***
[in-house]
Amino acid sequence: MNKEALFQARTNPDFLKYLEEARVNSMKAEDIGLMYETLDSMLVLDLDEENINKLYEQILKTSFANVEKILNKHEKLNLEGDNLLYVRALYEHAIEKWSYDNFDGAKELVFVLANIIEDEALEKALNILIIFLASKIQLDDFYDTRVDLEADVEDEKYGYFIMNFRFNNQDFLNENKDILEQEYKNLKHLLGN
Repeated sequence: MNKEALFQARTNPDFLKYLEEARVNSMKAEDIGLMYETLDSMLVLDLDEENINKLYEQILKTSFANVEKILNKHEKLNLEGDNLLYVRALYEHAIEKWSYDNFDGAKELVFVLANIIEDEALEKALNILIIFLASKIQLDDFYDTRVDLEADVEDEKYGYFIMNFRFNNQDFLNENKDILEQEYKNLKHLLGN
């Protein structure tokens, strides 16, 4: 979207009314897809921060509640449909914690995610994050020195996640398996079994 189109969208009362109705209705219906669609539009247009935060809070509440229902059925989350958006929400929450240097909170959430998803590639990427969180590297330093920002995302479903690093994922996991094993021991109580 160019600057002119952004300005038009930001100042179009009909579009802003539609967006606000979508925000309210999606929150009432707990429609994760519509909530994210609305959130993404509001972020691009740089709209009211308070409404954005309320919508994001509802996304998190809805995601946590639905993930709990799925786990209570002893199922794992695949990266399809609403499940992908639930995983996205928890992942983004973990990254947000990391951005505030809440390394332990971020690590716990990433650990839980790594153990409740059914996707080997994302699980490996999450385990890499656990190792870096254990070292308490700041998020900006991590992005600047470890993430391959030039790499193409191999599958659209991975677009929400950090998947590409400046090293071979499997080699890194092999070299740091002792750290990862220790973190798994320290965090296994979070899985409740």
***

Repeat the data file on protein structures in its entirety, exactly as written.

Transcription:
[in-house]
Amino acid sequence: MNKEALFQARTNPDFLKYLEEARVNSMKAEDIGLMYETLDSMLVLDLDEENINKLYEQILKTSFANVEKILNKHEKLNLEGDNLLYVRALYEHAIEKWSYDNFDGAKELVFVLANIIEDEALEKALNILIIFLASKIQLDDFYDTRVDLEADVEDEKYGYFIMNFRFNNQDFLNENKDILEQEYKNLKHLLGN
Repeated sequence: MNKEALFQARTNPDFLKYLEEARVNSMKAEDIGLMYETLDSMLVLDLDEENINKLYEQILKTSFANVEKILNKHEKLNLEGDNLLYVRALYEHAIEKWSYDNFDGAKELVFVLANIIEDEALEKALNILIIFLASKIQLDDFYDTRVDLEADVEDEKYGYFIMNFRFNNQDFLNENKDILEQEYKNLKHLLGN
């Protein structure tokens, strides 16, 4: 979207009314897809921060509640449909914690995610994050020195996640398996079994 189109969208009362109705209705219906669609539009247009935060809070509440229902059925989350958006929400929450240097909170959430998803590639990427969180590297330093920002995302479903690093994922996991094993021991109580 160019600057002119952004300005038009930001100042179009009909579009802003539609967006606000979508925000309210999606929150009432707990429609994760519509909530994210609305959130993404509001972020691009740089709209009211308070409404954005309320919508994001509802996304998190809805995601946590639905993930709990799925786990209570002893199922794992695949990266399809609403499940992908639930995983996205928890992942983004973990990254947000990391951005505030809440390394332990971020690590716990990433650990839980790594153990409740059914996707080997994302699980490996999450385990890499656990190792870096254990070292308490700041998020900006991590992005600047470890993430391959030039790499193409191999599958659209991975677009929400950090998947590409400046090293071979499997080699890194092999070299740091002792750290990862220790973190798994320290965090296994979070899985409740």